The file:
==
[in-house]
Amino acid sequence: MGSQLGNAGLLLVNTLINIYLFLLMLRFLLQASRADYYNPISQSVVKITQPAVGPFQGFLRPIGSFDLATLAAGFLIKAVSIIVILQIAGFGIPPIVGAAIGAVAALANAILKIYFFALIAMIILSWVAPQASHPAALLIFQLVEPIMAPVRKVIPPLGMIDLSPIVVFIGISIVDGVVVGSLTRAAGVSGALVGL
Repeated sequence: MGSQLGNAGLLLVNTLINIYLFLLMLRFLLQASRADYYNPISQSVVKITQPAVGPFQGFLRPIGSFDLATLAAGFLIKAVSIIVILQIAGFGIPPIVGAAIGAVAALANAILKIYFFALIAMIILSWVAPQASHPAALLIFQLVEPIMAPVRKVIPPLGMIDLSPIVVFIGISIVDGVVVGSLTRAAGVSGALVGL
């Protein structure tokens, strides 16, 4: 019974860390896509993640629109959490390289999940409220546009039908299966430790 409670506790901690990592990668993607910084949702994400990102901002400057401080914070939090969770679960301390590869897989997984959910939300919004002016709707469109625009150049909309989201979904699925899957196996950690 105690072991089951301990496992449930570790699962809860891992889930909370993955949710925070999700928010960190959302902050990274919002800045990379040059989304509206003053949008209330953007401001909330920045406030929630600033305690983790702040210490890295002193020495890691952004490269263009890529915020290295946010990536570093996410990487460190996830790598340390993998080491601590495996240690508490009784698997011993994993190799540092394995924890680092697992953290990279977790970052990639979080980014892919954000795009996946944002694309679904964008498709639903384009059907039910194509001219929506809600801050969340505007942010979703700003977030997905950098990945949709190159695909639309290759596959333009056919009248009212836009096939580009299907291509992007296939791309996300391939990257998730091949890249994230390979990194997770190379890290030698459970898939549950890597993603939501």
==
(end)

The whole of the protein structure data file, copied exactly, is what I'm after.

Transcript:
[in-house]
Amino acid sequence: MGSQLGNAGLLLVNTLINIYLFLLMLRFLLQASRADYYNPISQSVVKITQPAVGPFQGFLRPIGSFDLATLAAGFLIKAVSIIVILQIAGFGIPPIVGAAIGAVAALANAILKIYFFALIAMIILSWVAPQASHPAALLIFQLVEPIMAPVRKVIPPLGMIDLSPIVVFIGISIVDGVVVGSLTRAAGVSGALVGL
Repeated sequence: MGSQLGNAGLLLVNTLINIYLFLLMLRFLLQASRADYYNPISQSVVKITQPAVGPFQGFLRPIGSFDLATLAAGFLIKAVSIIVILQIAGFGIPPIVGAAIGAVAALANAILKIYFFALIAMIILSWVAPQASHPAALLIFQLVEPIMAPVRKVIPPLGMIDLSPIVVFIGISIVDGVVVGSLTRAAGVSGALVGL
């Protein structure tokens, strides 16, 4: 019974860390896509993640629109959490390289999940409220546009039908299966430790 409670506790901690990592990668993607910084949702994400990102901002400057401080914070939090969770679960301390590869897989997984959910939300919004002016709707469109625009150049909309989201979904699925899957196996950690 105690072991089951301990496992449930570790699962809860891992889930909370993955949710925070999700928010960190959302902050990274919002800045990379040059989304509206003053949008209330953007401001909330920045406030929630600033305690983790702040210490890295002193020495890691952004490269263009890529915020290295946010990536570093996410990487460190996830790598340390993998080491601590495996240690508490009784698997011993994993190799540092394995924890680092697992953290990279977790970052990639979080980014892919954000795009996946944002694309679904964008498709639903384009059907039910194509001219929506809600801050969340505007942010979703700003977030997905950098990945949709190159695909639309290759596959333009056919009248009212836009096939580009299907291509992007296939791309996300391939990257998730091949890249994230390979990194997770190379890290030698459970898939549950890597993603939501």